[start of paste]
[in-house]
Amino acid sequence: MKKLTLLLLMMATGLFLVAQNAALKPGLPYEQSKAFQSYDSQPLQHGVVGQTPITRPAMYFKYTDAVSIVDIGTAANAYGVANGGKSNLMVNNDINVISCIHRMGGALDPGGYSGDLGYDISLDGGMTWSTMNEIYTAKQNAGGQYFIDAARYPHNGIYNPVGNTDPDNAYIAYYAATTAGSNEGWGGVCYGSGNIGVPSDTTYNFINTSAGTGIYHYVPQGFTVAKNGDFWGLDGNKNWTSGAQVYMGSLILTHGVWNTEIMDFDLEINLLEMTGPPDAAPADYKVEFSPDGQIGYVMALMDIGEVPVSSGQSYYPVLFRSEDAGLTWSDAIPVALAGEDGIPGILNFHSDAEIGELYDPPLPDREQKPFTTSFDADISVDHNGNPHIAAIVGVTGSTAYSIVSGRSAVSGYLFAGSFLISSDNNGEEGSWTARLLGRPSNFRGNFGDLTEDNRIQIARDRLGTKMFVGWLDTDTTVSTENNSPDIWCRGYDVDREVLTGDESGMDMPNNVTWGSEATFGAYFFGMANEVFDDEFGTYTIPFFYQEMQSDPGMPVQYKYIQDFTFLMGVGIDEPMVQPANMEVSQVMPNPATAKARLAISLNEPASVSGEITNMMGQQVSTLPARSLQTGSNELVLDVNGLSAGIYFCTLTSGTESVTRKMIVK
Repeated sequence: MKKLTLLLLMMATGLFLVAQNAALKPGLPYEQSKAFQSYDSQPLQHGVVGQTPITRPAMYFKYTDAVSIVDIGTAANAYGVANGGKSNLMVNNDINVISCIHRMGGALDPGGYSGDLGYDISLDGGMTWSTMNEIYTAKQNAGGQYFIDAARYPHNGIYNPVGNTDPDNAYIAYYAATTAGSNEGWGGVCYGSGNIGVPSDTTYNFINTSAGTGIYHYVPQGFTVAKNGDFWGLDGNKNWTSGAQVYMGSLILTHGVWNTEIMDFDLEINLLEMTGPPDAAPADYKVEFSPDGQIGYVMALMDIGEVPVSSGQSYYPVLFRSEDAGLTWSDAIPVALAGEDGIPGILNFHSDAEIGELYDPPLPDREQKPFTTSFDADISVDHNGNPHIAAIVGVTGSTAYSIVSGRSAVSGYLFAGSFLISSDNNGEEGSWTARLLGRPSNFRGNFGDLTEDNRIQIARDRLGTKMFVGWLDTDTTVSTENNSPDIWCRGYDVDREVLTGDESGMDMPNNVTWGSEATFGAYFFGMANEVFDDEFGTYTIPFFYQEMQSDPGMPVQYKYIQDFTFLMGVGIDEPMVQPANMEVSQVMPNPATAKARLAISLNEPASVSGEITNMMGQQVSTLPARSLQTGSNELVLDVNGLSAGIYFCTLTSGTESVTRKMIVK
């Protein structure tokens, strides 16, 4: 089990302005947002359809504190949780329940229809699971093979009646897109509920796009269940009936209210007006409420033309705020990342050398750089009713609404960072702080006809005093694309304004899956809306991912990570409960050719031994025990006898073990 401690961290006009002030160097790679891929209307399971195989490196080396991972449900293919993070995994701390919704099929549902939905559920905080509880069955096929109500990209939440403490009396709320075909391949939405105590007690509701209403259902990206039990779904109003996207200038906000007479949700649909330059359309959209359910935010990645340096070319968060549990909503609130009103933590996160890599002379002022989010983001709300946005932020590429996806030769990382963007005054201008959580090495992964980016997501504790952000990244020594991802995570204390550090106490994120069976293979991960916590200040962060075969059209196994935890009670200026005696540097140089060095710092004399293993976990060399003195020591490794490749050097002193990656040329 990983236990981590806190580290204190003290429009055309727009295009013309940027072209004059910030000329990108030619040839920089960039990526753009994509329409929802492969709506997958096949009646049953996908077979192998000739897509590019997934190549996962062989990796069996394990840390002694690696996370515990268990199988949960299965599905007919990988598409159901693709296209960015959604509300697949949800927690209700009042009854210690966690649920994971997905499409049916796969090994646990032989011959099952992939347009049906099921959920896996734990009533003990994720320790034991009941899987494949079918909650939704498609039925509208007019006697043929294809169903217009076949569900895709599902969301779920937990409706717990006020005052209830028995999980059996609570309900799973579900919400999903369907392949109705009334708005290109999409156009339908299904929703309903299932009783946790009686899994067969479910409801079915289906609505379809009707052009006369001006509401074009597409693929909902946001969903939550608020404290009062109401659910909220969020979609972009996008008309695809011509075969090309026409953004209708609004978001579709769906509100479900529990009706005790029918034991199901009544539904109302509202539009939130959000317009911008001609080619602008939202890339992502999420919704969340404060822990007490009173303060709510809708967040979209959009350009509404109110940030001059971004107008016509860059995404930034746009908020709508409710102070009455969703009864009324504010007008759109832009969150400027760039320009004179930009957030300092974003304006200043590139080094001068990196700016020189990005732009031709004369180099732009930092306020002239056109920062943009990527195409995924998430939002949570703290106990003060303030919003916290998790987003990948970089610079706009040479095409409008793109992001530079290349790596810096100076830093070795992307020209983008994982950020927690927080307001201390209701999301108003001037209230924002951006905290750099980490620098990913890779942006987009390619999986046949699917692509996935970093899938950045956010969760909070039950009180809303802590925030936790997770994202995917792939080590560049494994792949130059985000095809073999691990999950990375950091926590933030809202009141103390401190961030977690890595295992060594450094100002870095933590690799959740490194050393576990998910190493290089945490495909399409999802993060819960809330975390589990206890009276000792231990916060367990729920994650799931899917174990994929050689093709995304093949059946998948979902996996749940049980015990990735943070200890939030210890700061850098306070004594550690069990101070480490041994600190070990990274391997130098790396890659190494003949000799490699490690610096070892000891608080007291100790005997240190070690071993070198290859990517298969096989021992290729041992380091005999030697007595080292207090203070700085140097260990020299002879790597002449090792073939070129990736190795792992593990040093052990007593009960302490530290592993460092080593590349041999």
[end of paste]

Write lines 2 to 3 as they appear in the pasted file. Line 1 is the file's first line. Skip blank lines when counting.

Amino acid sequence: MKKLTLLLLMMATGLFLVAQNAALKPGLPYEQSKAFQSYDSQPLQHGVVGQTPITRPAMYFKYTDAVSIVDIGTAANAYGVANGGKSNLMVNNDINVISCIHRMGGALDPGGYSGDLGYDISLDGGMTWSTMNEIYTAKQNAGGQYFIDAARYPHNGIYNPVGNTDPDNAYIAYYAATTAGSNEGWGGVCYGSGNIGVPSDTTYNFINTSAGTGIYHYVPQGFTVAKNGDFWGLDGNKNWTSGAQVYMGSLILTHGVWNTEIMDFDLEINLLEMTGPPDAAPADYKVEFSPDGQIGYVMALMDIGEVPVSSGQSYYPVLFRSEDAGLTWSDAIPVALAGEDGIPGILNFHSDAEIGELYDPPLPDREQKPFTTSFDADISVDHNGNPHIAAIVGVTGSTAYSIVSGRSAVSGYLFAGSFLISSDNNGEEGSWTARLLGRPSNFRGNFGDLTEDNRIQIARDRLGTKMFVGWLDTDTTVSTENNSPDIWCRGYDVDREVLTGDESGMDMPNNVTWGSEATFGAYFFGMANEVFDDEFGTYTIPFFYQEMQSDPGMPVQYKYIQDFTFLMGVGIDEPMVQPANMEVSQVMPNPATAKARLAISLNEPASVSGEITNMMGQQVSTLPARSLQTGSNELVLDVNGLSAGIYFCTLTSGTESVTRKMIVK
Repeated sequence: MKKLTLLLLMMATGLFLVAQNAALKPGLPYEQSKAFQSYDSQPLQHGVVGQTPITRPAMYFKYTDAVSIVDIGTAANAYGVANGGKSNLMVNNDINVISCIHRMGGALDPGGYSGDLGYDISLDGGMTWSTMNEIYTAKQNAGGQYFIDAARYPHNGIYNPVGNTDPDNAYIAYYAATTAGSNEGWGGVCYGSGNIGVPSDTTYNFINTSAGTGIYHYVPQGFTVAKNGDFWGLDGNKNWTSGAQVYMGSLILTHGVWNTEIMDFDLEINLLEMTGPPDAAPADYKVEFSPDGQIGYVMALMDIGEVPVSSGQSYYPVLFRSEDAGLTWSDAIPVALAGEDGIPGILNFHSDAEIGELYDPPLPDREQKPFTTSFDADISVDHNGNPHIAAIVGVTGSTAYSIVSGRSAVSGYLFAGSFLISSDNNGEEGSWTARLLGRPSNFRGNFGDLTEDNRIQIARDRLGTKMFVGWLDTDTTVSTENNSPDIWCRGYDVDREVLTGDESGMDMPNNVTWGSEATFGAYFFGMANEVFDDEFGTYTIPFFYQEMQSDPGMPVQYKYIQDFTFLMGVGIDEPMVQPANMEVSQVMPNPATAKARLAISLNEPASVSGEITNMMGQQVSTLPARSLQTGSNELVLDVNGLSAGIYFCTLTSGTESVTRKMIVK